Warning: The film is about Sunny Deol. The story is incidental.
We see the Deol trio - Sunny, Bobby and dad Dharamendra - boogying to a song that says, Daaru band kal se. Sunny Deol's Saranjit Singh is dancing with his child bride (who pairs a 57-year-old actor with a 19-year-old?!), and later we're subjected to some creepy sexy-time between the two.
Sunny Deol plays an honest collector in a small town who also runs his own justice court called Saranjit Ki Adalat. As a take-off on his famous Damini dialogue he thunders, Yahaan tareek nahin padti.
His steadfast ways bother the town's mafia king Bhudev (Prakash Raj). Describing himself as bhooton ka dev, their altercations have them exchanging smart-alecky dialogue with each other, and then proceeds to tragic consequences.
Saranjit wants revenge and returns as Singh Saab, a political activist of sorts who quotes Vivekanada with supporting music punches. But then, his thinking changes from badla to badlav (change and not revenge) and sets about settling scores with Bhudev in a different way. Heck, the two even enjoy a raunchy dance number together, after which Singh Saab 'Not So Great', proceeds to pick up the dancing girl in his arms.
Through this journey there are several songs that sound and look like each other, Saranjit's wife and sister getting attacked in unbearably melodramatic portions, and Sunny Deol picking up a jeep with one hand and then finishing off half-a-dozen baddies. Supporting him is a local journalist played by Amrita Rao.
Now this is directed by Anil Sharma (Gadar, The Hero, Veer) who has never been known for subtly putting across a point anyway. The thinking, story and direction are simplistic and old-school. It follows the predictable route of the righteous hero, gorgeous heroine, song-n-dance relief, melodrama, and action in the finale.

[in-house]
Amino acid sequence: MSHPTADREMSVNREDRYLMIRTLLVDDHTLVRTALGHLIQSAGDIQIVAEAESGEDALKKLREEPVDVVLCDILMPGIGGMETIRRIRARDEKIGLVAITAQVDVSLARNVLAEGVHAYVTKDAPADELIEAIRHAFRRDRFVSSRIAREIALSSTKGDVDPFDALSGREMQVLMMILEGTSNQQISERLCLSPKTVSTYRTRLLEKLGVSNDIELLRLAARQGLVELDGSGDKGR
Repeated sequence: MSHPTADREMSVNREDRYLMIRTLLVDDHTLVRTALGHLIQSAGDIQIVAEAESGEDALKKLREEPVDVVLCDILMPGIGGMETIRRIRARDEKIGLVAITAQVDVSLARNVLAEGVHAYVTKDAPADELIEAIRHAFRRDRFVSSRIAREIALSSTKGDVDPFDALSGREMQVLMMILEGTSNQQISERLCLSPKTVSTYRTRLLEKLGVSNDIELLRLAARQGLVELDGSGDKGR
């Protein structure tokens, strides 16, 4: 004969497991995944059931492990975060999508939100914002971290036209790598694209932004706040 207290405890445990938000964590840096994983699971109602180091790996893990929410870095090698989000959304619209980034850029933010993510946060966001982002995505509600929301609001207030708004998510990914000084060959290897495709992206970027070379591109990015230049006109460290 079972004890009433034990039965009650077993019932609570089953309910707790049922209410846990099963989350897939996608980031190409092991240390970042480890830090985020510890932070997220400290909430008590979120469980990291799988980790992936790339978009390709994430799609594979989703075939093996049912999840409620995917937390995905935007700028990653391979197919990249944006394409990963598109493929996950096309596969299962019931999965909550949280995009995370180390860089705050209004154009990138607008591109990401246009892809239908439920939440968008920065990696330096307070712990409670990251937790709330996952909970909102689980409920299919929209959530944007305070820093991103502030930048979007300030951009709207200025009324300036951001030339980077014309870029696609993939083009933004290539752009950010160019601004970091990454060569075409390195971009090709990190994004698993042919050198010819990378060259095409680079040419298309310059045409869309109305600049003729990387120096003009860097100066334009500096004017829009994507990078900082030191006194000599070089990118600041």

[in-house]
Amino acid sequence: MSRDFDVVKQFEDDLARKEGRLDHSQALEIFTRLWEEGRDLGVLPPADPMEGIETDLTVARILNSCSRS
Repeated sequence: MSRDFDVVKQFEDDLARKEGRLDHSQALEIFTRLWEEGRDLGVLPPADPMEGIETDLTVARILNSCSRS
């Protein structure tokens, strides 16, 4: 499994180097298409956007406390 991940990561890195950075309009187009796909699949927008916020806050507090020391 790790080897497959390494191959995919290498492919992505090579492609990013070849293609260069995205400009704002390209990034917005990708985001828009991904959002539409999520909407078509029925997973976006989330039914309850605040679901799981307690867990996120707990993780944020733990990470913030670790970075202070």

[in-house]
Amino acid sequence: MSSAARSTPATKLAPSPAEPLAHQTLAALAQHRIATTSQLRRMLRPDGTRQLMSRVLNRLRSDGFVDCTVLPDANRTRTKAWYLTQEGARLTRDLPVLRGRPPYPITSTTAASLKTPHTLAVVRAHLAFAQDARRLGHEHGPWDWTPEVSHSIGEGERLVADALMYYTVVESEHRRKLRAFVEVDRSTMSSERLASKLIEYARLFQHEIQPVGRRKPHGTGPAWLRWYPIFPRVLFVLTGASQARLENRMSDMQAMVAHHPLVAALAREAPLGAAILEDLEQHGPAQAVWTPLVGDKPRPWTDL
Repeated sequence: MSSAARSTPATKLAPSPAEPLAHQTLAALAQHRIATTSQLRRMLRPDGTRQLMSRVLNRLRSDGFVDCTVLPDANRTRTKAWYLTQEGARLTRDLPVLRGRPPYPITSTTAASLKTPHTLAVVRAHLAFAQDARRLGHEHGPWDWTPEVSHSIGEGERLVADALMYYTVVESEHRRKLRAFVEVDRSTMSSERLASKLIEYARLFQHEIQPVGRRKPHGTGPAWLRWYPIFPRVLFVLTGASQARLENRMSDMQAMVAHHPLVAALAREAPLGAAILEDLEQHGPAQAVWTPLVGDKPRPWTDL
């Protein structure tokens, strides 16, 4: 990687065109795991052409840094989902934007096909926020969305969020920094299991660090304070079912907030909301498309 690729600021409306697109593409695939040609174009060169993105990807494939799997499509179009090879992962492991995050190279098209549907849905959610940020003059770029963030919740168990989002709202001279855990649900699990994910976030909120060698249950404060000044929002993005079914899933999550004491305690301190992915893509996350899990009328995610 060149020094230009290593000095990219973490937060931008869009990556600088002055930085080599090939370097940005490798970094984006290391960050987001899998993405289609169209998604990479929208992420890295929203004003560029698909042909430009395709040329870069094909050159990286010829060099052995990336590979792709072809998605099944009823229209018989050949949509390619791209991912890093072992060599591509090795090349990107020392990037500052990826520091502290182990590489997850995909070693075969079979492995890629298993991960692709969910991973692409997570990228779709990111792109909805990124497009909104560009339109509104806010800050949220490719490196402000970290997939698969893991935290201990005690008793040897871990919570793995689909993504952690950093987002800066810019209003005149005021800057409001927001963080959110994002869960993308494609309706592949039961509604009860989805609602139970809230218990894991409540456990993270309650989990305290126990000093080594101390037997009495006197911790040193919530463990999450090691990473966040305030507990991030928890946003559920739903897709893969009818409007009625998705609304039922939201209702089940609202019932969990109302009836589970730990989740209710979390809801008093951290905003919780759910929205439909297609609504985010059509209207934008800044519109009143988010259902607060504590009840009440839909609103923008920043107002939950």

Sharma adds some style in the rain-drenched confrontational scenes, but sadly he repeats the rain and thunder in almost every key scene thereafter. There is no logical progression of time like the scene where hundreds of people collect for an impromptu protest even before Singh Saab can finish his preachy dialogue.
The dialogue has some crackling lines but an equal number that are in bad taste like the one where a character confuses the words immolation and molestation.
Prakash Raj with the hugely expressive, bulbous eyes still hasn't tired of playing the quasi-comical baddie, and to be honest, his is the most entertaining performance in the movie. This character, which is ruthless but sensitive enough to notice his daughter's untied shoelaces, makes for a formidable villain. So interesting is the character and Raj's performance that it would have totally stolen the hero's thunder, had it not been for Sunny Deol.
Indeed, Sunny Deol though plays on his forte – shouting out the dialogue with conviction and emotion, and making the character's superhuman strength look somewhat believable.
For those who want to relive old-school melodrama, and consider themselves as Sunny Deol fans, there are no surprises in store. But then, that's exactly what you signed up for.
Rating: 1.5 stars